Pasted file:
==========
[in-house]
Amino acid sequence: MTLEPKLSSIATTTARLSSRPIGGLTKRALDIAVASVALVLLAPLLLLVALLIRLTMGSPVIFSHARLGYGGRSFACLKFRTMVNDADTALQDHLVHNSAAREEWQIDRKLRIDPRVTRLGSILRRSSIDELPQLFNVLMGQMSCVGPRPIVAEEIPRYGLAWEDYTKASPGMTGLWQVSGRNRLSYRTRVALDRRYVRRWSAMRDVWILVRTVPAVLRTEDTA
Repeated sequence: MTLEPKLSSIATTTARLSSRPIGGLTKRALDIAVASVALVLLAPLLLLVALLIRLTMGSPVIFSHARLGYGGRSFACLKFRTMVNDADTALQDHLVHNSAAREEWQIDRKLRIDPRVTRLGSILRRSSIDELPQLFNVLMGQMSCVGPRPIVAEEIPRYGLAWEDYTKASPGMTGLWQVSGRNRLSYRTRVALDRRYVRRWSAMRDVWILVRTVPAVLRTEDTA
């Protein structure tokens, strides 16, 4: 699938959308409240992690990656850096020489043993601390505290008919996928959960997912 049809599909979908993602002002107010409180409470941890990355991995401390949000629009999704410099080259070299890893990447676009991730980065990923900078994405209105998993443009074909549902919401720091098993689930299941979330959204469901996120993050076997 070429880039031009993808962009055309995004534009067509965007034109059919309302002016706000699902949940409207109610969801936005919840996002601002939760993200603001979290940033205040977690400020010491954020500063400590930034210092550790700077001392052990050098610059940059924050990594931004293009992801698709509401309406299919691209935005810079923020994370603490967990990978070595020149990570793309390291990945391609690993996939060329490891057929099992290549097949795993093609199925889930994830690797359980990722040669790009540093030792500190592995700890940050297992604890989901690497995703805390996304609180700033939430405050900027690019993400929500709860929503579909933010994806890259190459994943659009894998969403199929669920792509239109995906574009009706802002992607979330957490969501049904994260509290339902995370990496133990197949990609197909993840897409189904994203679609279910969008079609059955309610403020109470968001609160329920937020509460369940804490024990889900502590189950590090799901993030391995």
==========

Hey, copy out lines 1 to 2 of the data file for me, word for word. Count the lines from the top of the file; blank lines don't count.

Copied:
[in-house]
Amino acid sequence: MTLEPKLSSIATTTARLSSRPIGGLTKRALDIAVASVALVLLAPLLLLVALLIRLTMGSPVIFSHARLGYGGRSFACLKFRTMVNDADTALQDHLVHNSAAREEWQIDRKLRIDPRVTRLGSILRRSSIDELPQLFNVLMGQMSCVGPRPIVAEEIPRYGLAWEDYTKASPGMTGLWQVSGRNRLSYRTRVALDRRYVRRWSAMRDVWILVRTVPAVLRTEDTA